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Nowhere is President Biden’s ambitious policy agenda more in conflict than in his triple aim of funding a major infrastructure initiative, attacking climate change, and never raising taxes on households making less than $400,000. He has a terrific opportunity to achieve the first two promises, but he cannot if he sticks to that no new tax pledge.
Last week, my TPC colleague Len Burman blogged about why Biden’s no new taxes pledge is such a bad idea. This week, my colleague Thornton Matheson described how Congress could use energy taxes, such as a carbon tax, to help pay for Biden’s ambitious domestic spending agenda. And The Washington Post recently endorsed a carbon tax to fund Biden’s $2 trillion-plus infrastructure plan. But the president prefers instead to raise taxes on multinational corporations and, perhaps later, on high-income households.
If you polled economists of all ideological persuasions, you’d find overwhelming support for a carbon tax. By taxing “bads” rather than goods, it could significantly reduce carbon emissions and slow climate change. And, depending on how it is designed, it could raise a substantial amount of revenue to pay for clean water, more public transit, and better roads (though the latter may also conflict with his climate change goals).
Here’s the deal
But, as the president himself would say, here’s the deal: No serious carbon tax can exempt roughly 98 percent of households from a tax increase. While the president has made fighting climate change one of his top long-term priorities, he has effectively precluded a carbon tax—arguably the single most effective tool to accomplish this goal.
By itself, a carbon tax would reduce after-tax incomes on all households that use carbon-based goods and services—gas for their vehicles, plastic containers, airplane rides, most electricity. In effect, it would raise taxes on everybody, except those very few who have managed to live completely off the grid.
But such a tax is inherently regressive since low-income households consume a larger share of their income than those with higher incomes. As a result, carbon tax designers have suggested many ways to return some of revenue back to households.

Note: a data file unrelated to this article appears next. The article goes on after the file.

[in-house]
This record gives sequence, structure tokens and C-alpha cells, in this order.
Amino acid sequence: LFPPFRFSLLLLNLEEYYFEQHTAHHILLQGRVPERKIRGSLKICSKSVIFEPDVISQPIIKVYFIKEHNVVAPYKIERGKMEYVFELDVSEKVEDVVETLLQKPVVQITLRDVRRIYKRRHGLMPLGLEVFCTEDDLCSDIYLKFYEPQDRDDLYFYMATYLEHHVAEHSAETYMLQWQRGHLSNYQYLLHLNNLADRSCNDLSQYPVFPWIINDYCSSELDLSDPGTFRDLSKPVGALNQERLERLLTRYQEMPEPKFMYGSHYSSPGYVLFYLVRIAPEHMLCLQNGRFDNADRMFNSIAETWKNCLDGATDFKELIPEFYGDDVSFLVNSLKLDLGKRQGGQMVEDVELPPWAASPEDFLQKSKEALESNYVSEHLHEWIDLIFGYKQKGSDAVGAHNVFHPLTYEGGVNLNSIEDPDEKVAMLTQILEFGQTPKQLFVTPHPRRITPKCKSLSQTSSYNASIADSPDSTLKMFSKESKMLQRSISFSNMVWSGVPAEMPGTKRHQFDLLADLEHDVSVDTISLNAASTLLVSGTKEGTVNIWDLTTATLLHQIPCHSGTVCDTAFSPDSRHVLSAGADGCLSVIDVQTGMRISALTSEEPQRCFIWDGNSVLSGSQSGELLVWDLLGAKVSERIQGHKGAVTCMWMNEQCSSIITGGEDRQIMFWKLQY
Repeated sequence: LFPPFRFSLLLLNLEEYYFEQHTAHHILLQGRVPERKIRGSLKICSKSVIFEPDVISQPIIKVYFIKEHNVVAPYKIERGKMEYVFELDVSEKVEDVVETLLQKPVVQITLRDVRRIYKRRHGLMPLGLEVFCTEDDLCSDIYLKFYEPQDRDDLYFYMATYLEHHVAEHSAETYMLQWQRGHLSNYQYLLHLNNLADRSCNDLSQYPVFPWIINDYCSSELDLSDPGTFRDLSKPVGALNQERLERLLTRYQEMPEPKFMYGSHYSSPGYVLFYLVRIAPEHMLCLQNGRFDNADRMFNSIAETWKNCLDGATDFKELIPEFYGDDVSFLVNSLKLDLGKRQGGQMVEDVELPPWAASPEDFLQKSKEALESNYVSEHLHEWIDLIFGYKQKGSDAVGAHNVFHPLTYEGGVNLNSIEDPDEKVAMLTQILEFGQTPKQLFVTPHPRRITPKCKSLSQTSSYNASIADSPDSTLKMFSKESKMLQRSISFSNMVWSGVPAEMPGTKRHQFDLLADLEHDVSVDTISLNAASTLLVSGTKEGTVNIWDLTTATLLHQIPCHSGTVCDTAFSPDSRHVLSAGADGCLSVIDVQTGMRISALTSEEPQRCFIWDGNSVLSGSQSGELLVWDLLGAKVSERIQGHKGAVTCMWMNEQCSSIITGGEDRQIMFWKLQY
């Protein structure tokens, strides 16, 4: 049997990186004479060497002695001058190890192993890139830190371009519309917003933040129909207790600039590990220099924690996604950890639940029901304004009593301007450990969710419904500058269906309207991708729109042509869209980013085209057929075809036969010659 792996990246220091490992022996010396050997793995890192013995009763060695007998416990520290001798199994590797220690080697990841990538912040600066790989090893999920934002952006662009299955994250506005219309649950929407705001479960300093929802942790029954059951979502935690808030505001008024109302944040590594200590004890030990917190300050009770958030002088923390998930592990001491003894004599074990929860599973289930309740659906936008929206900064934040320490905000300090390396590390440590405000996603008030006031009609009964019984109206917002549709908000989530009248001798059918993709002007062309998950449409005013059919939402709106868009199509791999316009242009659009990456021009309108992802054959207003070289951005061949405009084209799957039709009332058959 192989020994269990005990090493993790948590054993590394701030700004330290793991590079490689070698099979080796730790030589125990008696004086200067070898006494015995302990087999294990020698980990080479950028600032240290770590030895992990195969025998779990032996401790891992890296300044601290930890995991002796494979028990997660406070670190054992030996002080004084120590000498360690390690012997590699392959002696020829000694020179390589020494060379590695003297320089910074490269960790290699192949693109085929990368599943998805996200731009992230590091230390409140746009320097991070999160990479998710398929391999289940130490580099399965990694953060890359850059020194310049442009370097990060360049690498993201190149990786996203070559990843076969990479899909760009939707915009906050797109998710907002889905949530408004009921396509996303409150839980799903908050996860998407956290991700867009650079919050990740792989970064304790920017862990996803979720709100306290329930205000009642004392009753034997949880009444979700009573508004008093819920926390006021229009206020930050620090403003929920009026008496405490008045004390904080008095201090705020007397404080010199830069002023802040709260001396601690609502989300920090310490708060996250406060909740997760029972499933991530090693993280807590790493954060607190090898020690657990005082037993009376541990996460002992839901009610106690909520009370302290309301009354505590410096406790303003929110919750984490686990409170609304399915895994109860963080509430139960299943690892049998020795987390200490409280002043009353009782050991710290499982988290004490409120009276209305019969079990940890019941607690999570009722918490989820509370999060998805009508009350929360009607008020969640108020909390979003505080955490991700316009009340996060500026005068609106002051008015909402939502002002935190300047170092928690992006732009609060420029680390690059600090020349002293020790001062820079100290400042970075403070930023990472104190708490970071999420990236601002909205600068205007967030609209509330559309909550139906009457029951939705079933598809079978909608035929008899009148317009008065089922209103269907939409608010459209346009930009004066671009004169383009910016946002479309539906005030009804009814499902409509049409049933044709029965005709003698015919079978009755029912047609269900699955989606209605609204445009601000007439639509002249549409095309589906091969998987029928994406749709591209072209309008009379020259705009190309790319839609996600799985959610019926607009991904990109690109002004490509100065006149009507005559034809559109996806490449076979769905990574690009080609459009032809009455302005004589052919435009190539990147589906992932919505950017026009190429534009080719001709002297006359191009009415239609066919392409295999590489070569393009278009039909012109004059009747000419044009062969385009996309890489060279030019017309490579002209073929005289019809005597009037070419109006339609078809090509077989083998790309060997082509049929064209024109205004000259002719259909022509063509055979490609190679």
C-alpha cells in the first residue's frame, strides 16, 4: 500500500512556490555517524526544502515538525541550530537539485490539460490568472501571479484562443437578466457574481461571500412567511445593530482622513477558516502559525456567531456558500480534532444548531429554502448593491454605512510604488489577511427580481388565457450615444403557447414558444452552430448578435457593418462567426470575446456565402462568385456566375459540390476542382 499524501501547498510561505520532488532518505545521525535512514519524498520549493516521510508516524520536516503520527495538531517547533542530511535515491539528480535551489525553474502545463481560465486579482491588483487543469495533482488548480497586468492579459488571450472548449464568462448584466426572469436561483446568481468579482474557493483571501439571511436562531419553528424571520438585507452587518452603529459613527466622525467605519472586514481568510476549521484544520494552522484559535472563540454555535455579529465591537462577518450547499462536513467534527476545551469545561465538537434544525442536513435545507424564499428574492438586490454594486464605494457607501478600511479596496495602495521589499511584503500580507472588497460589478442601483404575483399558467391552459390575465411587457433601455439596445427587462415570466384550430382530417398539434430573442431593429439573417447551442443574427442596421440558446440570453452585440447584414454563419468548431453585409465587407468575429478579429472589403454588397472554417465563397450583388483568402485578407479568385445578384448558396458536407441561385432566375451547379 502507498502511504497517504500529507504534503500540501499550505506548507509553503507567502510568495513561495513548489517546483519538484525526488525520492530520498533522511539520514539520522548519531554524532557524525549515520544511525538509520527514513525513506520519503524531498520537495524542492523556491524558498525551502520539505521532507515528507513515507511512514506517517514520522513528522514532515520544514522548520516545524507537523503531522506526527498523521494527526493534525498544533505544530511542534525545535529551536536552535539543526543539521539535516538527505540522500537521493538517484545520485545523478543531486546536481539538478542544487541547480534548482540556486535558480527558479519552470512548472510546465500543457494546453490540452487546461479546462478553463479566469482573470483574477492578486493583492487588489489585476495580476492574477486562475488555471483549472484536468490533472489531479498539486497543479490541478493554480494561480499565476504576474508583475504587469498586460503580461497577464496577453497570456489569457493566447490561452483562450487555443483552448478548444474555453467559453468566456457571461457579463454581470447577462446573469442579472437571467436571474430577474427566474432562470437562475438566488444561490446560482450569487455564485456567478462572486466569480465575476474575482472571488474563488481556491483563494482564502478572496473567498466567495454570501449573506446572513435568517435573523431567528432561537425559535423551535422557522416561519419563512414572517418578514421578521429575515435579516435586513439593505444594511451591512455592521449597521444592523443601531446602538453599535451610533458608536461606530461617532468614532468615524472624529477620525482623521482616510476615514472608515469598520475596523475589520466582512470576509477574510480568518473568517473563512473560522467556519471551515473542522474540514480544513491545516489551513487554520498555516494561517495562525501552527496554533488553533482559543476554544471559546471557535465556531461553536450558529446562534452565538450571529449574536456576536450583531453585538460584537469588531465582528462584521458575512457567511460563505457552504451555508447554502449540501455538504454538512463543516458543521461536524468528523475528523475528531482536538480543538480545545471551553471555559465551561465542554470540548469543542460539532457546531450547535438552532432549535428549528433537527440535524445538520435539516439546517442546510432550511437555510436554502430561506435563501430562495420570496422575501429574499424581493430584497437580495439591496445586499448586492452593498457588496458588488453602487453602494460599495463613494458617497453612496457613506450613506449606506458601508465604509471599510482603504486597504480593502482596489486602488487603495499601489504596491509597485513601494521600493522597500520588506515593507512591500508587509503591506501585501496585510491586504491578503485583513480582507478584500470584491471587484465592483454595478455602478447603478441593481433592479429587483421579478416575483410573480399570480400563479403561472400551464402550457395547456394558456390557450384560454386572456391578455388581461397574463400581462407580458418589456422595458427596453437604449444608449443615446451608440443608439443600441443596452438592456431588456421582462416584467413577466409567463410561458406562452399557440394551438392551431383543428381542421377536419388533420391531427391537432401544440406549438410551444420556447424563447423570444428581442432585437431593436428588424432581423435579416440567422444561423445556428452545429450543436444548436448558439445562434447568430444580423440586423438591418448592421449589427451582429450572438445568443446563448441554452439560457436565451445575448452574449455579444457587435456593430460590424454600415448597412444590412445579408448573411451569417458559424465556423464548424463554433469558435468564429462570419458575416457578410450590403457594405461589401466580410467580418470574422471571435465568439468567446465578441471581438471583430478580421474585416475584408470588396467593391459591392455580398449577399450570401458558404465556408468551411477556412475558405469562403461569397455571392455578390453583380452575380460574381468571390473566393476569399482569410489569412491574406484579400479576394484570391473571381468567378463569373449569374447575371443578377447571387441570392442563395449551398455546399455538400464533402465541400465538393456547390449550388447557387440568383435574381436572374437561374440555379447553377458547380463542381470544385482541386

Rebates or dividends
My TPC colleagues Donald Marron and Elaine Maag described two basic models for returning carbon tax revenue in this 2018 paper. As they explain, there are several important distinctions between rebates and carbon dividends. But for now, think about just one: With dividends, everyone gets an equal payment. With rebates, the payments are adjusted based on how a household is burdened by the carbon tax.
The payments could even be means tested so they most benefit people with low incomes. But in any imaginable model, some inevitably would pay more in carbon tax than is returned to them. Many would make less than $400,000. And that would bump head-on into Biden’s no tax pledge.
The pledge also can limit other important uses of carbon tax revenue. For example, another TPC colleague, Adele Morris, has suggested using some of the revenue to support those who work in industries such as coal mining, who would suffer severe economic losses from a carbon tax. These ideas would make the levy more equitable and, perhaps, more politically palatable. But they’d also reduce the amount of revenue that would be available for dividends or rebates, or they’d add to the deficit.
Without a carbon tax, Biden has only limited tools to fight climate change. He could use regulation and executive action--curbs on factories or vehicles that emit carbon dioxide. Government could spend more on clean energy, which Biden proposes in The American Jobs Plan. He also could use tax subsidies to encourage green energy rather than tax increases to discourage pollution: His infrastructure bill includes as much as $400 billion in such tax credits.
But regulation is clumsy, complex, and easily gamed. And we’ve learned from watching presidents Obama, Trump, and Biden that administrative changes can be evanescent. One president puts the curbs on. The next one takes them off. The next one puts them back on. This is, let us say, not optimal when the policy goal is to encourage firms to make costly long-term investments in clean technology.
And green energy tax subsidies are a far less efficient tool than a tax on carbon. Well-intentioned environmental tax subsidies also can be gamed (see conservation easements). And, of course, they lose revenue at a time when we should be thinking about controlling the debt, not adding to it.
It already is apparent that Congress is not going to approve Biden’s entire proposal to raise corporate taxes by $2 trillion over the next 15 years. And nobody is suggesting that a carbon tax would be an easy lift among lawmakers who fear even raising the gas tax by a few cents a gallon. Yet, Biden should not allow a misbegotten promise to block an effective weapon in his war on climate change.
Posts and comments are solely the opinion of the author and not that of the Tax Policy Center, Urban Institute, or Brookings Institution.
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